Teacher Expat in China: How We Got the Job

Changmen in Suzhou at night (image courtesy Wikipedia; licensed for reuse by Creative Commons)

I know lots of teachers and librarians follow my blog, and I am sure at least some of my followers have thought about teaching abroad. My husband and I have talked about teaching for the US DOD a few times over the past several years, but we were never really that serious. It just seemed like a lot of trouble and our kids were too little, and well, I guess we just weren’t ready for it at that time.


Back in January 2013, our school’s band director announced that he and his family were leaving in July to teach at an international school in Seoul, Korea. I swear my eyes lit up. My husband and I started asking a lot of questions. Since our friends moved to Korea in July, we have continued to ask questions via Facebook. They have posted photos of their apartment, info about their school, places they have been, and most recently, their Christmas trip to Bali. They have talked about how their three girls are doing, how school is actually challenging for the girls (something my older son really needs), how the class sizes are much smaller than they are here in Texas. By the time October rolled around, we were hooked.


Our friends advised us that they used Search Associates, a sort-of employment agency for international schools. Basically, we put in all our job-related info–copies of our transcripts, resumes, a brief biography, what types of positions we wanted, what countries we wanted to go to, etc. Once our profiles were complete, around 600 private international schools worldwide would have access to our information. We could also search the schools through the site and compare pay rates, benefits, etc. as well as email the school through the site. There are other services available (TIE Online is one), but since this is the one they used, we went with what was known. Search Associates isn’t cheap–my husband and I both had to pay $225 each to be listed on their site. We were also assigned an “associate” who would help us with our applications and answer questions along the way.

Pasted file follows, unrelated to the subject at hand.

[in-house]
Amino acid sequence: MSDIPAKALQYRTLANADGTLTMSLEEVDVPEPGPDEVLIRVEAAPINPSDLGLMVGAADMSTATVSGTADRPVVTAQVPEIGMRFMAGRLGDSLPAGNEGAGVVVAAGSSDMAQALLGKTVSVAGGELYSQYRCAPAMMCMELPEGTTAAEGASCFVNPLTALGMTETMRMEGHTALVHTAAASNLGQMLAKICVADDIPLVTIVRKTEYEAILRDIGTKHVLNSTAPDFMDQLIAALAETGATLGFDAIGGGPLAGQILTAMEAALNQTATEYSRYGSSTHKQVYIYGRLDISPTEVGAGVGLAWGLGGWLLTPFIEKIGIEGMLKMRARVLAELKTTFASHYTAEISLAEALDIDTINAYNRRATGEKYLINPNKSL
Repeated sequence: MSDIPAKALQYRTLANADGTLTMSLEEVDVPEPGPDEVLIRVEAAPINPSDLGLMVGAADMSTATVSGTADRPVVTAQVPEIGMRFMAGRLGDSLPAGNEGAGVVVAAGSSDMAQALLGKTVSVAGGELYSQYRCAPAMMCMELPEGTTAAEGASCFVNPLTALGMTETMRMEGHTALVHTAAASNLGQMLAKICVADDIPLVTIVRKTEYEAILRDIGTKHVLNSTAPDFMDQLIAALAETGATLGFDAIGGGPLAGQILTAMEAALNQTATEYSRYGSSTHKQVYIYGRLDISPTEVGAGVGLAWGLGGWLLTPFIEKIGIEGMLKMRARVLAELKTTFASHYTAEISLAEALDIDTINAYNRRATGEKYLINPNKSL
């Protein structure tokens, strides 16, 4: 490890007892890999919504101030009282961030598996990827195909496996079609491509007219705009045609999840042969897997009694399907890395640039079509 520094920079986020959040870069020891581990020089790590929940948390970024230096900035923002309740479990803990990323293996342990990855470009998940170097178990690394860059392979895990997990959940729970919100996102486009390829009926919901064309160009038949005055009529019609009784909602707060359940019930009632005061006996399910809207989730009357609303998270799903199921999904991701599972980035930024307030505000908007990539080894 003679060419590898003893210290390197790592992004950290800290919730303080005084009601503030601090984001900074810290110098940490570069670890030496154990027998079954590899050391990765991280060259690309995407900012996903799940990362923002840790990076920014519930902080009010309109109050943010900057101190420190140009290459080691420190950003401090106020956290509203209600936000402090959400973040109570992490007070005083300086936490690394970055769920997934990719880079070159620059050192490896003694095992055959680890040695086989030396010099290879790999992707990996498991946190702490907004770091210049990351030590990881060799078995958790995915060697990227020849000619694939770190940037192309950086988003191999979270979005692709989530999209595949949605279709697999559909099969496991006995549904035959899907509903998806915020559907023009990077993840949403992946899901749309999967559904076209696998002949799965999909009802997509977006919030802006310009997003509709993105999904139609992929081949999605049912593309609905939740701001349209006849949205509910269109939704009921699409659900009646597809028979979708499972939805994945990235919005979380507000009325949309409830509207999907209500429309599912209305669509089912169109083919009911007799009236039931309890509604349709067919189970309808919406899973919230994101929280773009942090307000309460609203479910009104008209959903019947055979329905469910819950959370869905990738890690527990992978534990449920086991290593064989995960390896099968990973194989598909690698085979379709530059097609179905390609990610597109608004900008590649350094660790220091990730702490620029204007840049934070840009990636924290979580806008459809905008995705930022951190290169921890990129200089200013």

Before our applications went live on the site, we had to gather lots of information and documents about ourselves. Our associates, John and Susan Ritter, were very helpful and answered any questions we had quickly. They kept in constant contact with us and even emailed us about schools they thought we would be a good match for. We also got a daily update via email that kept us informed about new positions that we were qualified for in the regions we selected.

Shanghai is 25 minutes away by bullet train (image courtesy Wikipedia via Creative Commons)


After about two weeks of info gathering, our applications went live on SA toward the end of October. Over the next few weeks, we would email 20 different schools through the site. We also kept an ExCel spreadsheet about each school we emailed. This way, we could quickly compare salaries, benefits, positions, and actions we had taken. When we heard from a school (mostly via automated emails saying our applications were received), we noted that in the spreadsheet as well. For all schools we emailed, we also went onto the school website and applied through the school site if it was available. This gave each school two chances to look at our applications.